Craig Roberts

Extension: Grazing Systems

The Grazing Systems Program is now a statewide educational effort that teaches management-intensive grazing to livestock producers. This type of grazing management requires large pastures to be divided into small grazing areas, known as paddocks. It requires all livestock to graze a single paddock for a few days, then move to the next paddock. After livestock have rotated through all the paddocks in a system, they return to the first paddock and cycle through the system again.

Justification of Program
Justification for this program is based on economics and environmental stewardship. As livestock move off of a particular paddock, perennial legumes and other desirable plants in the pastures undergo physiological processes that allow them to recover, thereby improving their chances of survival. As the legumes survive, they contribute nutrients to the soil via nitrogen fixation, a process by which atmospheric nitrogen is naturally captured and converted to a plant nutrient. Nitrogen fixation reduces the need for expensive nitrogen fertilizer. Also as legumes survive, they increase nutritional quality of the diet, because they contain more protein and digestible energy than do grasses. Legume survival also evens out the spotty yield distribution that occurs in a pure grass pasture. These benefits all contribute to increased profitability of the farm enterprise.

The environmental benefits result from having a large number of animals on a small area for a brief time. This sort of "mob grazing" causes manure to be deposited evenly across the landscape, thereby preventing a concentrated build-up of animal waste around ponds and streams. In addition, the even deposition of manure can lower the need for phosphorus and potassium fertilizers; these elements become available to the plant as the manure decomposes as a natural step in nutrient cycling.

Implementation of Program
From 1990 until the present, the Grazing Systems Program has taught this style of management by collaborating with the internationally known "Grazing Schools" at Linneus, Missouri; these schools were conceived by Jim Gerrish of the MU Agronomy Department and Ron Morrow of the MU Animal Science Department and were co-taught with Maurice Davis of Natural Resource Conservation Service (NRCS). In 1993, the program began local implementation through workshops known as "Regional Grazing Schools."

The regional schools are taught throughout Missouri by a team of regional specialists in University Extension and personnel in the Natural Resource Conservation Service (NRCS). The schools are self-supported, as costs of teaching materials, facilities, and other logistical expenses are covered by registration fees. Instructors are trained at the school at Linneus. As part of this training, instructors receive the Regional Grazing School Resource CD, a collection of scripted, digital lectures that are embedded with support data and photos.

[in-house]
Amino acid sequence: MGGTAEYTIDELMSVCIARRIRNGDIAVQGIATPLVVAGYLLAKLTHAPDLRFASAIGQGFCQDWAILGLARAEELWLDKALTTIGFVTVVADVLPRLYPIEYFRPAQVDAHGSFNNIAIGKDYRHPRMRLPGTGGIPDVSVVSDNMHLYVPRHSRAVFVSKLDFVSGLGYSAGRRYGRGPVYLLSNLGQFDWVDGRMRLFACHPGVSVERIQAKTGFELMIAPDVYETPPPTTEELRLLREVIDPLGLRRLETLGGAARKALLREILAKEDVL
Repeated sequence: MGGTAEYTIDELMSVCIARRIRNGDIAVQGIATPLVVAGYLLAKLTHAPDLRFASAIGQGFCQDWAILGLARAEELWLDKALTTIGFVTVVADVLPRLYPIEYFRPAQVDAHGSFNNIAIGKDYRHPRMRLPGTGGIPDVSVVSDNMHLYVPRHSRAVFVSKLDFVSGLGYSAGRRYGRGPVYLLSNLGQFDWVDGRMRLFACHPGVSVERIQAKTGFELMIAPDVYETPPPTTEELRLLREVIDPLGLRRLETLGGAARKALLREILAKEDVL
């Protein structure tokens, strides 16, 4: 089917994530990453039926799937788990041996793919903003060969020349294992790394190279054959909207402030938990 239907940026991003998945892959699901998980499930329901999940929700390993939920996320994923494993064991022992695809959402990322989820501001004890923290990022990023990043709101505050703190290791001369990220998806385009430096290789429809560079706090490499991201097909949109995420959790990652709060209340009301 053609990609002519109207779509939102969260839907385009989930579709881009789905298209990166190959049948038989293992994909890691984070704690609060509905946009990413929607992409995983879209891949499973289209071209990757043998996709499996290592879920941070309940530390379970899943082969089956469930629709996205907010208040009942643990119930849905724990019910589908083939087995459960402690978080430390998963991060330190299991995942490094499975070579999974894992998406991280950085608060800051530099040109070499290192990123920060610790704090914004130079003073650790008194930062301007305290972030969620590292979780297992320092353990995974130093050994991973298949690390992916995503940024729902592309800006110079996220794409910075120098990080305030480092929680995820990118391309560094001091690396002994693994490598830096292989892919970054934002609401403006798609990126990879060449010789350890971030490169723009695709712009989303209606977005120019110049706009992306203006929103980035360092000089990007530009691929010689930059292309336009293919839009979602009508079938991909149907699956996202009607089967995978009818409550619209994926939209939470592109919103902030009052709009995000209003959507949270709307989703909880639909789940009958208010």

Students who enroll in the Missouri Regional Grazing Schools follow a syllabus that teaches 10 core subjects. They also receive grazing manuals written by researchers at the University of Missouri. These manuals are listed below.  Students also receive and learn to use grazing sticks, which are calibrated square rulers used to estimate available forage in the pasture.

From 1996 to 2003, the Regional Grazing Schools were directed by a committee including Craig Roberts (Chair, MU), Jim Gerrish (MU), Maurice Davis (NRCS), and Mark Kennedy (NRCS). With the retirements of Gerrish and Davis, the schools were directed by Roberts and Kennedy (co-Chairs); since the retirement of Kennedy, the program has been directed by Roberts and Dee Vanderburg (NRCS). The schools are implemented locally by 18 Regional Grazing School Coordinators–nine from the university and nine from NRCS. The coordinators work through the Missouri Forage and Grassland Council/Grazing Lands Conservation Initiative (MFGC/GLCI), a nonprofit commodity group, to identify instructors, schedule schools, order materials, and report impact. The schedule for the Missouri Regional Grazing Schools is posted at the MFGC/GLCI website, which is

Impact of Program
From 1997 to 2014, this program taught 15,550 producers in 605 schools. The economic mpact of this program can be quantified directly by the number of producers who enroll in the cost-share incentive programs known as EQIP, DSP-3, DSP-33, and DSP-333; every enrollee has been trained at a Regional Grazing School. These cost-share incentives offer funding and assistance to producers who are designing new grazing systems. The funding helps defray costs of fencing and watering systems. The list of cost-share recipients is maintained by Missouri Department of Natural Resources (DNR). From 1997 to 2014, the program has been adopted on 1.65 million acres in Missouri. In 2014 alone, the program was responsible for enhancing the Missouri economy by $83.6 million.

Key Publications and Resources